Keep distractions to a minimum. Distractions cause drivers to lose focus, and contribute to hundreds of accidents each year. The cell phone is a well-documented distraction, but there are many others. Adjusting the radio or sound system, eating, drinking, map technology, reaching for an object, looking at scenery, and talking with passengers are all examples of routine activities that divert the driver's attention. Consider turning off the cell phone ringer to remove the temptation to answer a call or text while driving. Adjust the radio, temperature control, and seat before putting the car in gear. Review the route before leaving home. Plan periodic breaks to eat, check phone messages, etc. when taking lengthy road trips.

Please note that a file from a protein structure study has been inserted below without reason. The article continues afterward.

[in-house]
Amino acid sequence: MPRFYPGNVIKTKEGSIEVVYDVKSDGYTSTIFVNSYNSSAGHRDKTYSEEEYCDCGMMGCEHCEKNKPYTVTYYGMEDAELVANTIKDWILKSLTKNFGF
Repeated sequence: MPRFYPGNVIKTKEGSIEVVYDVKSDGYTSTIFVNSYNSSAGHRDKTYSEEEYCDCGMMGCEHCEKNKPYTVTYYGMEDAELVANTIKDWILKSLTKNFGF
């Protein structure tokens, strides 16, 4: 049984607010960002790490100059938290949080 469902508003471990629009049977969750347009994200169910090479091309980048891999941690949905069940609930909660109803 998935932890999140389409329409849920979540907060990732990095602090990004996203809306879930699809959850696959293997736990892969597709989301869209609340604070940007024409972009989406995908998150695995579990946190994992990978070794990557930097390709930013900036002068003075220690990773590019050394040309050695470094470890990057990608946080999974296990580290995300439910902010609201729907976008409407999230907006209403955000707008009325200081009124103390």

Be a defensive driver. Safe driving habits are essential on busy roadways. Follow the posted speed limit; signal turns and lane changes; be aware of nearby vehicles. Be certain all passengers are wearing seatbelts. Make adjustments for road conditions related to traffic, construction, or weather.
Stay alert. Drowsy drivers are slow to react to critical situations. Motorists that are not alert and thinking clearly are more likely to have accidents. Pull off the roadway for a short nap or switch drivers if you find yourself blinking or yawning frequently, nodding off, or unable to recall landmarks.